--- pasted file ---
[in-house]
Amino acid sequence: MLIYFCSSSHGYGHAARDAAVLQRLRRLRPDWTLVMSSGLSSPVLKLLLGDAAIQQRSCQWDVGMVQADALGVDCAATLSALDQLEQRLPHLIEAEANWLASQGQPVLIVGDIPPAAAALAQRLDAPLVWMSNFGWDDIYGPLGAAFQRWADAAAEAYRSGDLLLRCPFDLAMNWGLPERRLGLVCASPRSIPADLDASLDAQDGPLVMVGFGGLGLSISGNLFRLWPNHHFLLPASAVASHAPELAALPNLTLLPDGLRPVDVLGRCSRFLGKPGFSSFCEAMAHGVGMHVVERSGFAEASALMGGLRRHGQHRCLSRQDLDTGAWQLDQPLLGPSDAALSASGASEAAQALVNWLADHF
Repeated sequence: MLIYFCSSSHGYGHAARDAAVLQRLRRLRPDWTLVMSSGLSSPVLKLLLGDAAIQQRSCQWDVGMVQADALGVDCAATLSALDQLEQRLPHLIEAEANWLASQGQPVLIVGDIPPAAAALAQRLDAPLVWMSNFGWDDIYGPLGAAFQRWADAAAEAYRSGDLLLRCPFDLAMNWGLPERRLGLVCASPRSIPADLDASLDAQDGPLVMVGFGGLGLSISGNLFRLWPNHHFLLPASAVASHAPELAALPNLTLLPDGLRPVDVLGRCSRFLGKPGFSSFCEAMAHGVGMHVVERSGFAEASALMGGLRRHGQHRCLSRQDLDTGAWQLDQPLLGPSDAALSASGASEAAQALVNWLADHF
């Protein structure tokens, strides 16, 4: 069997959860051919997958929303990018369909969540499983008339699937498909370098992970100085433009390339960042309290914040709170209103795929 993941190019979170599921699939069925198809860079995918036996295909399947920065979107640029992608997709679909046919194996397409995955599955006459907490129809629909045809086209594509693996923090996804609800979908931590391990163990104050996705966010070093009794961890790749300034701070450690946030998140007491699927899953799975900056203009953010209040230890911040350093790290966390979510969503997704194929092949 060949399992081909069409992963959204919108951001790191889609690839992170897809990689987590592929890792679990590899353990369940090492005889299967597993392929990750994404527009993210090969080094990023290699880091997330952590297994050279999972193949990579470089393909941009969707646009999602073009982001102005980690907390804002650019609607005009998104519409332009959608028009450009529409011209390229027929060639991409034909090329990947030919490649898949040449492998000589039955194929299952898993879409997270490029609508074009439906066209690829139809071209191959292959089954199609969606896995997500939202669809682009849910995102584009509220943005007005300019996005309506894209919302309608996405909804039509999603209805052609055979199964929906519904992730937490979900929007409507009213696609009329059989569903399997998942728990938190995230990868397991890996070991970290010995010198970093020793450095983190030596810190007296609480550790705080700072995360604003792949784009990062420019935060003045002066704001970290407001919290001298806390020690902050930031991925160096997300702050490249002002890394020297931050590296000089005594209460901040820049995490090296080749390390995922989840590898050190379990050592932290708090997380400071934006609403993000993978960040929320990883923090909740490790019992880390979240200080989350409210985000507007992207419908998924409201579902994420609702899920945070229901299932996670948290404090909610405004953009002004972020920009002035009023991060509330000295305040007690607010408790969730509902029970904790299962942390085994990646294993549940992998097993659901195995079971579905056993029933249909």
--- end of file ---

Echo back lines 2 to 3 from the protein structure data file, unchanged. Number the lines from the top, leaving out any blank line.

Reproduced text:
Amino acid sequence: MLIYFCSSSHGYGHAARDAAVLQRLRRLRPDWTLVMSSGLSSPVLKLLLGDAAIQQRSCQWDVGMVQADALGVDCAATLSALDQLEQRLPHLIEAEANWLASQGQPVLIVGDIPPAAAALAQRLDAPLVWMSNFGWDDIYGPLGAAFQRWADAAAEAYRSGDLLLRCPFDLAMNWGLPERRLGLVCASPRSIPADLDASLDAQDGPLVMVGFGGLGLSISGNLFRLWPNHHFLLPASAVASHAPELAALPNLTLLPDGLRPVDVLGRCSRFLGKPGFSSFCEAMAHGVGMHVVERSGFAEASALMGGLRRHGQHRCLSRQDLDTGAWQLDQPLLGPSDAALSASGASEAAQALVNWLADHF
Repeated sequence: MLIYFCSSSHGYGHAARDAAVLQRLRRLRPDWTLVMSSGLSSPVLKLLLGDAAIQQRSCQWDVGMVQADALGVDCAATLSALDQLEQRLPHLIEAEANWLASQGQPVLIVGDIPPAAAALAQRLDAPLVWMSNFGWDDIYGPLGAAFQRWADAAAEAYRSGDLLLRCPFDLAMNWGLPERRLGLVCASPRSIPADLDASLDAQDGPLVMVGFGGLGLSISGNLFRLWPNHHFLLPASAVASHAPELAALPNLTLLPDGLRPVDVLGRCSRFLGKPGFSSFCEAMAHGVGMHVVERSGFAEASALMGGLRRHGQHRCLSRQDLDTGAWQLDQPLLGPSDAALSASGASEAAQALVNWLADHF